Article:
You are just jumping to that conclusion without actually addressing the
argument I present. What do you see wrong with my argument, other than that
you disagree with the conclusion?
On Wednesday, January 15, 2014 7:21:31 PM UTC-5, Stephen Paul King wrote:
> Dear Edgar,
> There is no such thing as "a location in time". The entire idea of a
> "dimension of time" is a mental construct that we hang events that we
> experience and learn about in a sequence. SR and GR do not allow for a
> unique dimension of time for all observers such that we can say "everything
> must be at one and only one position in time and traveling through time at
> c in one direction". It only works for pairs of observers that have
> identical inertial frames.
> Transformations of inertial frames do not generally commute. Any time a
> change in the velocity occurs for an observer, its inertial frame is
> changes and never again will their clocks completely agree. There may be a
> momentary congruence of the numbers/readings of the respective clock, but
> the twins will never again have the same biological age.
> > wrote:
> Bravo! Someone actually registered some of my arguments, though I would
> state them slightly differently.
> The argument in question, that everyone except Brent seems to have missed,
> is simple.
> SR requires that everything moves at the speed of light through spacetime.
> This is NOT just "a useful myth", it's a very important fundamental
> principle of reality (I call it the STc Principle).
> This is true of all motions in all frames. It's a universal absolute
> Now the fact that everything continually moves at the speed of light
> through spacetime absolutely requires that everything actually moves and
> continually moves through just TIME at the speed of light in one direction
> in their own frame. This movement requires there to be an arrow of time,
> and this principle is the source of the arrow of time and gives the arrow
> of time a firm physical basis.
> Second, because everything is always moving through time at the speed of
> light everything MUST be at one and only one location in time. That present
> location in time is the present moment, it's a unique privileged moment in
> (This argument demonstrates only there must be a present moment for every
> observer. The other argument Brent references is necessary to demonstrate
> that present moment is universal and common to all observers.) Bravo again
> Brent, for remembering that one too!
> Since by the STc Principle everything must be at one and only one position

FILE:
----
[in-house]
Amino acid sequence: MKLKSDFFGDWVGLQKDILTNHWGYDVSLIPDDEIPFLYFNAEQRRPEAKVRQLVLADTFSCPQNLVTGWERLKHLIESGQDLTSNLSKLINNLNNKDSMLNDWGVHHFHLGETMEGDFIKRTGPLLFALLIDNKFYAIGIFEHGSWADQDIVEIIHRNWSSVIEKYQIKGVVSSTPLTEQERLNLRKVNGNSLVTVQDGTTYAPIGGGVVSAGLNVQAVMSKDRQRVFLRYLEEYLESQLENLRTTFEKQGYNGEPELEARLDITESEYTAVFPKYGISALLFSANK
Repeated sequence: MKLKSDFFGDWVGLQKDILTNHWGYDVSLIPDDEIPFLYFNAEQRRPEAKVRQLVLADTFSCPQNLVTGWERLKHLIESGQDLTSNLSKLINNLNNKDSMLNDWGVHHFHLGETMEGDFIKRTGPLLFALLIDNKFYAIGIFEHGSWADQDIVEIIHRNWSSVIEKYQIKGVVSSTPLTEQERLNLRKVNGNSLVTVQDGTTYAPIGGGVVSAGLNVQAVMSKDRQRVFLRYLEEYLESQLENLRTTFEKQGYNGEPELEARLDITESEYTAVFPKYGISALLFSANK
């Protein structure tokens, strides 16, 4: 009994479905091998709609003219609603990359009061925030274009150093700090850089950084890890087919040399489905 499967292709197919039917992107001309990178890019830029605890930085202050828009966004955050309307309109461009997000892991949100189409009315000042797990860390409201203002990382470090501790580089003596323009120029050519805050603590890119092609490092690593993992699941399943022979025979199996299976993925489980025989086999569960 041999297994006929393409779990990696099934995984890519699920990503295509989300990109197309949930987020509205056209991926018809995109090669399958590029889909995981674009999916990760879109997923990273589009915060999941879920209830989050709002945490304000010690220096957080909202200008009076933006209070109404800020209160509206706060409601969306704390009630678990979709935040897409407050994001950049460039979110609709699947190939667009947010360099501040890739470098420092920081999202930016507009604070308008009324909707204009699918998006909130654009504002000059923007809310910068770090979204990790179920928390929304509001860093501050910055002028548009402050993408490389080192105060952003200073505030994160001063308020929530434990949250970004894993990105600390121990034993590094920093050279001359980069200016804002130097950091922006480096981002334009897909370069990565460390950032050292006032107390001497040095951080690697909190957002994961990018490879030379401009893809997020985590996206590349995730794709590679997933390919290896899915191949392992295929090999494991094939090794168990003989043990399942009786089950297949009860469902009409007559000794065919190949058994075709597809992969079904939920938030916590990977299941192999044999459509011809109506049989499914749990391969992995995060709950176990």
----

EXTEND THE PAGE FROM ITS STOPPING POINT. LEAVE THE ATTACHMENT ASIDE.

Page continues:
> in time and traveling through time at c in one direction, this conclusively
> falsifies block time.
> Thus SR conclusively falsifies block time. QED.
> On Wednesday, January 15, 2014 6:39:48 PM UTC-5, Brent wrote:
> On 1/15/2014 2:54 PM, Stephen Paul King wrote:
> Dear Edgar,
> ï¿½ I will have to agree with LizR here. SR in fact makes the notion of
> a present moment a nonsensical concept, as SR shows how there does not
> exist, nay cannot exist any global frame of simultaneity. This prevents the
> existence, if SR is correct and good evidence tells us that it is, of any
> thing like a global present moment.
> ï¿½ "That dog don't hunt!"
> But notice that Edgar makes two kinds of arguments:
> First, the local event argument - if two bodies interact it must be at the
> same moment (he neglects to to mention that it must also be at the same
> Second, the continuity argument -
> if two bodies interact at two different events than at any given time
> between those two events both bodies exist and this means that they are
> existing in the same moment, even though they are in different places..
> Curiously, in his online blog about SR he takes the same approach as Lewis
> Carrol Epstein in his excellent little book "Relativity Visualized".ï¿½ He
> notes that everything is always traveling at the speed of light.ï¿½ If
> you're 'standing still' that means you're just traveling in the time
> direction.ï¿½ So if you move in the space direction you must give up some
> speed in the time direction.ï¿½ Epstein calls this a useful myth and
> doesn't misused it.ï¿½ Edgar assumes that 'time direction' is fixed like
> Newtonian space.
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